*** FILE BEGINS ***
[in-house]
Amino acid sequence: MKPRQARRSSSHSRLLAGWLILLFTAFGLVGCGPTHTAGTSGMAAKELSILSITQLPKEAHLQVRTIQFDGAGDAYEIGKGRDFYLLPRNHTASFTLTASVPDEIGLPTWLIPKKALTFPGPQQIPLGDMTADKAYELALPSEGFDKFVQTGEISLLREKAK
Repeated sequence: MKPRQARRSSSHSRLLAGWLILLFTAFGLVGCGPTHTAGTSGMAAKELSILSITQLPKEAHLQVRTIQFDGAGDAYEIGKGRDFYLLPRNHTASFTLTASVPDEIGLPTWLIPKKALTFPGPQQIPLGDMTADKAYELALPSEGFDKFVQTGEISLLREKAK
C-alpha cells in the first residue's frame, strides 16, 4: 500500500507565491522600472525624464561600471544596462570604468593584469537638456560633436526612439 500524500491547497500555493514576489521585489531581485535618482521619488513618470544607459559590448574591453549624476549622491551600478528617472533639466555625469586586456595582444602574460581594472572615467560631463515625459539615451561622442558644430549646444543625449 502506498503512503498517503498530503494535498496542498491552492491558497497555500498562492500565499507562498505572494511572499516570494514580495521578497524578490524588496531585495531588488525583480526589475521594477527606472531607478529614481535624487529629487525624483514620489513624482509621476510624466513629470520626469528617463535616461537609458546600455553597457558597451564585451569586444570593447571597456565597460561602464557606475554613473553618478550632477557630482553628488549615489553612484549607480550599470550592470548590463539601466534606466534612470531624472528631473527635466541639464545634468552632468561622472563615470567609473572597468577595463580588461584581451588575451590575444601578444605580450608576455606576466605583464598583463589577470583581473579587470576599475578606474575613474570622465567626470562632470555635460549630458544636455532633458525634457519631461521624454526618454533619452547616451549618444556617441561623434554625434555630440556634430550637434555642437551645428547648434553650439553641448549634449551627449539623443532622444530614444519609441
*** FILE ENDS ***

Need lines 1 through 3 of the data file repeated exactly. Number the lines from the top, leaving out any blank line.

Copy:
[in-house]
Amino acid sequence: MKPRQARRSSSHSRLLAGWLILLFTAFGLVGCGPTHTAGTSGMAAKELSILSITQLPKEAHLQVRTIQFDGAGDAYEIGKGRDFYLLPRNHTASFTLTASVPDEIGLPTWLIPKKALTFPGPQQIPLGDMTADKAYELALPSEGFDKFVQTGEISLLREKAK
Repeated sequence: MKPRQARRSSSHSRLLAGWLILLFTAFGLVGCGPTHTAGTSGMAAKELSILSITQLPKEAHLQVRTIQFDGAGDAYEIGKGRDFYLLPRNHTASFTLTASVPDEIGLPTWLIPKKALTFPGPQQIPLGDMTADKAYELALPSEGFDKFVQTGEISLLREKAK